If you haven’t done so yet, take a moment or two and listen to Disturbed’s version of Sound of Silence.
I’m thrilled that such a fine example of creative collaboration — between the songwriter and performer, between the singer and his band, and between Disturbed and its growing fan base, exists in this world.
Here is the live performance on Conan that caught Paul Simon’s eye. I loved it too.
Molly and I arrived on campus in style for her first official act as a Wisconsin Badger.
Distracted by the deceptive savoir faire of Molly’s British GPS, we drove right up Bascom Hill and found ourselves awkwardly positioned on the patio between the building and its famous statue of Abe Lincoln.
“We shouldn’t be driving here, should we?” I called out of the window of our idling car.
“Probably not,” the student assistant pleasantly replied.
I chuckled merrily as I inched my little blue Bug down the sidewalk, weaving gently through strolling students, and headed back toward Observatory Drive. Molly hunched her tall self down as deep into the passenger seat as she possibly could go.
I parked, unbuckled my seat belt and then we had our second disaster.
“Oh no!” Molly yelled in utter panic. “We’re wearing the same shirt!”
I looked down and, sure enough, we had accidentally twinsied ourselves. Worse, still, we were wearing message T-shirts.
Even I, who actually bought and wore matching Christmas sweaters with my daughter through a stretch of her childhood, had to admit that it was decidedly uncool to show up at school wearing the same “You are Beautiful” T-shirt as your mom.
Molly quickly double-wrapped a sweater around herself, firmly sent me in the opposite direction, and headed off to take her placement exams.
Meanwhile, a glorious Saturday in Madison, Wisconsin stretched out before me and I thoroughly enjoyed it.
While Molly spent five hours with a tiny purse calculator she’d dug out of our kitchen junk drawer and a couple of No. 2 pencils, I strolled up and down State Street, and enjoyed the Farmer’s Market. I sat on the Terrace with a cup of ice cream and savored the view. I heard a great military jazz band play, tasted lots of cheese curds and bought a new dress.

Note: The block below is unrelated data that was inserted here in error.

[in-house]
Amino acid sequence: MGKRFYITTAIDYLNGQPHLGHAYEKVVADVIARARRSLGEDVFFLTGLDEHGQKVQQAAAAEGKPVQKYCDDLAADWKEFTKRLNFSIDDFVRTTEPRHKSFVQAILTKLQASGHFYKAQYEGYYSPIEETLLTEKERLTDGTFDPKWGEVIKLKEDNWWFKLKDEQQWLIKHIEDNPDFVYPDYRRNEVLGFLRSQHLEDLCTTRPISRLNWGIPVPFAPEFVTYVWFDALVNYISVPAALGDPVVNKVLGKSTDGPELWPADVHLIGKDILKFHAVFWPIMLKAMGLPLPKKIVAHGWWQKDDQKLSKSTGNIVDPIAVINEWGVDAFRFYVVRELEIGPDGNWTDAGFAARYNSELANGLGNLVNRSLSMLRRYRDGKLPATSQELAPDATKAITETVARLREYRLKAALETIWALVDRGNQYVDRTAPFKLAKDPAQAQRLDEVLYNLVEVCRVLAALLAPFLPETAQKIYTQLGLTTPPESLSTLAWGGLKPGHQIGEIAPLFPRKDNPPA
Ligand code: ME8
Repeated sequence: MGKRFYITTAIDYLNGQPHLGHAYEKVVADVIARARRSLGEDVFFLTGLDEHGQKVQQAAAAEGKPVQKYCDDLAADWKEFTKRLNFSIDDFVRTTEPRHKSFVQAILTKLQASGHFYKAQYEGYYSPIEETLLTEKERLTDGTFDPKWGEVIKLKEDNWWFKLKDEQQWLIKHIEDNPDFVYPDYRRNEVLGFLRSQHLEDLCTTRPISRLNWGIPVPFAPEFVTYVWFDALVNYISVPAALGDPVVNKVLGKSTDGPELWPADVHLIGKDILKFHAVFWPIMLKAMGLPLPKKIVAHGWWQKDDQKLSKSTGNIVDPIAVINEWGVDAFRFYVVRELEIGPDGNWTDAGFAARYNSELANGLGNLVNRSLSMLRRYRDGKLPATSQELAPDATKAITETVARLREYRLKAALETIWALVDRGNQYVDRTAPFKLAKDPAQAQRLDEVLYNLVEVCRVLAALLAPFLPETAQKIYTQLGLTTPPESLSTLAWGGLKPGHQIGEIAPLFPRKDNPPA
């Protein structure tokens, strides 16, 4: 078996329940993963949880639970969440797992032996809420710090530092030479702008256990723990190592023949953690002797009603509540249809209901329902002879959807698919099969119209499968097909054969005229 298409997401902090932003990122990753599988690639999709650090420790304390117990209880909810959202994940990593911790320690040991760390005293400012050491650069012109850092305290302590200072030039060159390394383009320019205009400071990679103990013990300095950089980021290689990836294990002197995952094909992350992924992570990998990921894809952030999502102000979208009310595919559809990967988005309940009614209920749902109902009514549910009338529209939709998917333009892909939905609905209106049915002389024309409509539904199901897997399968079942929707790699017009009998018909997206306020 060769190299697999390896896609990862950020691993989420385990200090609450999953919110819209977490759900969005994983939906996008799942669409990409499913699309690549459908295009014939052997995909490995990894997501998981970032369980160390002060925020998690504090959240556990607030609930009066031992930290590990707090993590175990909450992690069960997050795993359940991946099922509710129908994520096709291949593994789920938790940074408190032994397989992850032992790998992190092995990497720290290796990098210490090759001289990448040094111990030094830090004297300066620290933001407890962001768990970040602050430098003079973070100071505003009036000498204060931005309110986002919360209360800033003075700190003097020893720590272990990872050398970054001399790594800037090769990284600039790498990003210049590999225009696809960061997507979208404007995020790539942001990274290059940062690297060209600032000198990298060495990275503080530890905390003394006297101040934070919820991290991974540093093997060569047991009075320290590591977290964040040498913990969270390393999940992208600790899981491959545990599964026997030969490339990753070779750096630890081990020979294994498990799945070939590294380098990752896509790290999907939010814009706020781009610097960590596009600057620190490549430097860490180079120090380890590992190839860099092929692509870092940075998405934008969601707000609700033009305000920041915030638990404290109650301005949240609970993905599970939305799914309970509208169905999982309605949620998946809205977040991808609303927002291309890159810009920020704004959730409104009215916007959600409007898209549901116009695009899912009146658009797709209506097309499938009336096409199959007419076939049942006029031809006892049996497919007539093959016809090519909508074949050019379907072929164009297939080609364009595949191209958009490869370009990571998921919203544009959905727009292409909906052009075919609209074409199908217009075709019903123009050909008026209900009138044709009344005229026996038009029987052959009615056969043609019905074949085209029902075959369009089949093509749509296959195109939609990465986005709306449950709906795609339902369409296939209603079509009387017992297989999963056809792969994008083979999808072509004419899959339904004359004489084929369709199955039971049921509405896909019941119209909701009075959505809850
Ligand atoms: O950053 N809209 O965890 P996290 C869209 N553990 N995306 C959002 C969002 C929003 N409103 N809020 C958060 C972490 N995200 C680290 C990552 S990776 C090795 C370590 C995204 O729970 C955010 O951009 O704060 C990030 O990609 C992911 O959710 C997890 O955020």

Later, when I met back up with Molly, I told her how excited I was that we (I mean she) got to spend four years on this glorious campus.
“I’m really excited,” she said. “But, I can’t believe we’re wearing the same shirt.”
I got a kick out of the Raging Grannies. Here’s a taste.
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If you want to feel good about the world, listen to a high school choir sing. Hear those voices soar and blend, watch those chins rise, shoulders snap back, faces smile. Feel the joy. We’ve had that pleasure at Appleton North High School for the past 15 years. No matter how harried our day, how […]
Yesterday, I learned to my shock that 66.67% of Appleton residents require reading glasses, though only 33.3% actually wear them in public.
Did you know Appleton was the most far-sighted city in the United States? I can’t help but wonder what’s wrong with a city whose residents are both so blind and so vain. Is it something in the drinking water? The carrots? A stubborn refusal to ingest an appropriate amount of vitamin E?
Desperate for answers, I quickly pulled the curtains to my home closed, dusted off my specs, and read the report.
“Appleton is home to the largest share of blind and vain readers in both Wisconsin and the country,” I read.
“Well, geez,” I thought. “I read it in the paper so it must be so.”
And then I checked the metrics.
It turns out the paper had been quoting a survey conducted by the Institute of Deliberate Idiom Obscurers Transcribed. In an effort to review self-reported incidences of binge squinting, the group conducted a comprehensive survey of all Polish/Croatian residents whose last names begin with B living in the Erb Park area.
The group also noted that the density of lenses on spectacles perched on 2.4 noses for every three faces in Appleton is the ninth highest ratio in America. Still, some, (but not necessarily trusted reporters), would question the lack of compelling methodology and the use of self-reporting in assembling the report.
And, it’s not just Appleton. Eau Claire, Green Bay, Fond du Lac, La Crosse, Madison and Oshkosh all cracked the top 10 list. Come on, Wisconsin! Open your eyes!
The upsetting news filled my Facebook newsfeed yesterday, and prompted a somewhat desperate plea for a response from our local newspaper.
“Are you proud or embarrassed,” the reporter asked. “Let us know in the comments.”
This gallery contains 8 photos.
As the sweet notes of Molly’s final cello recital filled Harper Hall yesterday, I leaned back in my familiar chair (aisle seat, audience left, midway up) and thought, as I had so many times in Molly’s musical career, “What a lovely tune. I’ve never heard it before.” Like her siblings before her, Molly enjoyed playing, […]